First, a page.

The Pastor once had occasion to see Mr. Gladstone at Downing Street. Having asked for an interview of ten minutes, he arrived punctually, and, having transacted the business about which he had called, rose to leave directly the allotted time had expired. "The grand old man" was not willing to allow his visitor to go away so quickly;—though he said he wished others who called upon him would be as prompt both in arriving and departing;—and "the two prime ministers," as they were often designated, continued chatting for at good while longer. It was during the conversation which ensued that Mr. Spurgeon suggested to the great Liberal leader a grander measure of reform than any he had ever introduced;—his proposal was, that all the servants of the State, whether in the Church, the Army, the Navy, or the Civil Service, should be excluded from Parliament, just as the servants in a private family are not allowed to make the rules and regulations under which the household is governed. Possibly, archbishops, bishops, generals, admirals, noble lords, and right honorable gentlemen might imagine that this suggestion was a sample of Mr. Spurgeon's pure fun, but he introduced it to Mr. Gladstone with the utmost seriousness, and he often referred to it as a plan which would greatly and permanently benefit the whole nation, and which he believed his fellow-countrymen would adopt if it were laid before them by the great statesman to whom he submitted it.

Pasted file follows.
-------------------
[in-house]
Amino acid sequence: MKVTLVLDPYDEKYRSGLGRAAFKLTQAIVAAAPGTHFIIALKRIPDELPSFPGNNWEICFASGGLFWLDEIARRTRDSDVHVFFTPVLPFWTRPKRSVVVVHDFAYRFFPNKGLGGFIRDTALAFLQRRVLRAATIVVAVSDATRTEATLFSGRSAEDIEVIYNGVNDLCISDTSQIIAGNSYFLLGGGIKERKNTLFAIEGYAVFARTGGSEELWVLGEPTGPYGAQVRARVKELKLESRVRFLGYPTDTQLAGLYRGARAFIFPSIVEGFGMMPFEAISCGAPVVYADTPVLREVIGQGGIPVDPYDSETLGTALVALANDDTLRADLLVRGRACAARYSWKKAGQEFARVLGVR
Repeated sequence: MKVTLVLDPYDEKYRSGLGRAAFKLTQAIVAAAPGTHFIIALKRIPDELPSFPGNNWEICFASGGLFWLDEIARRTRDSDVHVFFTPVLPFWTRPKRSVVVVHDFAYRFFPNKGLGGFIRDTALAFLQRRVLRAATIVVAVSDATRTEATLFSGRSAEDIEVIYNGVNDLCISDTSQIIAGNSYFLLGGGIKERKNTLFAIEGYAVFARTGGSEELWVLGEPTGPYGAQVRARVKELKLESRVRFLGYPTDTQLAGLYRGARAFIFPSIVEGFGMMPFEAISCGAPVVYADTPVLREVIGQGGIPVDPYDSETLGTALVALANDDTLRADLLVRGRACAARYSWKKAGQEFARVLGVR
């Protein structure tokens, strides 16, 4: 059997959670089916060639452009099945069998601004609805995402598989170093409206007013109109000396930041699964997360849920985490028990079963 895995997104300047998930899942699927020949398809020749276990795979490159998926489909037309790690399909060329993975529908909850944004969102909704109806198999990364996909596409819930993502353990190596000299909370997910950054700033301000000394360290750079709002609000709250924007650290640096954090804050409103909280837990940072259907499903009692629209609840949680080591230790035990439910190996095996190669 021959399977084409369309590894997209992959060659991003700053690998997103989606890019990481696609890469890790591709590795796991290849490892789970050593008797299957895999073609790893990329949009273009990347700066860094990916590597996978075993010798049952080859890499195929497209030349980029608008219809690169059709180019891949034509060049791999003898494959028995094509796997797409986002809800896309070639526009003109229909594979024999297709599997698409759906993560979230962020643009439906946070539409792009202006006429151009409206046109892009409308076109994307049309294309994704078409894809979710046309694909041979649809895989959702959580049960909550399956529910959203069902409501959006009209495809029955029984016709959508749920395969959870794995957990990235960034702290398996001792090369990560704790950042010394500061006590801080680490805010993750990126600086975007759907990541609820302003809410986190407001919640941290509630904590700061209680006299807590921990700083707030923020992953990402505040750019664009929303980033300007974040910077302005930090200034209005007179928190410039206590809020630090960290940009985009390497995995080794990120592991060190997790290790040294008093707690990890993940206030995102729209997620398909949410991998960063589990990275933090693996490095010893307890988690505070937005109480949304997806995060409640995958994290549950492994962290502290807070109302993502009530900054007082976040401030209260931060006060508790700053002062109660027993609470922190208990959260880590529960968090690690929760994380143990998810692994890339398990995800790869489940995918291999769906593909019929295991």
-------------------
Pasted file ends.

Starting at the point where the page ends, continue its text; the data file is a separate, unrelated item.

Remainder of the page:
The caricature on page 343, reproduced from Figaro's phrenological cartoons, shows one of the many instances in which Mr. Gladstone and Mr. Spurgeon were pictorially and amusingly associated, and it may therefore appropriately introduce a brief series, of—

POLITICAL PLEASANTRIES

On one of Mr. Spurgeon's visits to Mentone, a lady, who was a great admirer of Mr. Gladstone, asked the Pastor to guess the word which would explain the following riddle:—(1) What Mr. Gladstone likes; (2)what he does not like; (3) what he would like to do; and (4) where his enemies would like to put him. When Mr. Surgeon learned the solution of the puzzle, he was so pleased with it that he passed it on to other friends. The answers were,—(1) Reform; (2) a Tory; (3) to reform a Tory; and (4) in a reformatory!

During a General Election, it was discovered, one Monday morning, that the front gates and walls of "Helensburgh House" had been, in the course of the night, very plentifully daubed over with paint to correspond with the colors of the Conservative candidates for that division of Surrey. In speaking, at the Tabernacle, the same evening, concerning the disfigurement of his premises, Mr. Spurgeon said, "It is notorious that I am no Tory, so I shall not trouble to remove the paint; perhaps those who put it on will take it off when it has been there long enough to please them;" and, in due time, they did so.

The mention of a General Election recalls a characteristic anecdote which Mr. Spurgeon delighted to tell. He had gone to preach for his friend, Mr. John Offord, and, contrary to his almost universal practice, was a little late in arriving. He explained that: there had been a block on the road, which had delayed him; and, in addition, he had stopped on the way to vote. "To vote!" exclaimed the good man; "but, my dear brother, I thought you were a citizen of the New Jerusalem!" "So I am," replied Mr. Spurgeon, "but my 'old man' is a Citizen of this world." "Ah! but you should mortify your 'old man.'" "That is exactly what I did; for my 'old man' is a Tory, and I made him vote for the Liberals!"